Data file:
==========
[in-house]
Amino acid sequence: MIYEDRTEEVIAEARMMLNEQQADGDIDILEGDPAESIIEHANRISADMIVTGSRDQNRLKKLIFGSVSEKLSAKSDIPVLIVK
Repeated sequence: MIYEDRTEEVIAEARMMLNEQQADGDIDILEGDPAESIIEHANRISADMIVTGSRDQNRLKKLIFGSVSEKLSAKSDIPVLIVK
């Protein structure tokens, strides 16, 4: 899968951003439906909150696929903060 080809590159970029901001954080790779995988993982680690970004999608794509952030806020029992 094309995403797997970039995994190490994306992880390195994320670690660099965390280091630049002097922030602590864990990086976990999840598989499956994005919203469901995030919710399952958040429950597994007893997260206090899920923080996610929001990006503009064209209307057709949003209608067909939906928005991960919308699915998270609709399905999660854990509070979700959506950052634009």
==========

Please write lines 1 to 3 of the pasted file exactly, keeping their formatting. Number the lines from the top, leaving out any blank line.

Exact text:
[in-house]
Amino acid sequence: MIYEDRTEEVIAEARMMLNEQQADGDIDILEGDPAESIIEHANRISADMIVTGSRDQNRLKKLIFGSVSEKLSAKSDIPVLIVK
Repeated sequence: MIYEDRTEEVIAEARMMLNEQQADGDIDILEGDPAESIIEHANRISADMIVTGSRDQNRLKKLIFGSVSEKLSAKSDIPVLIVK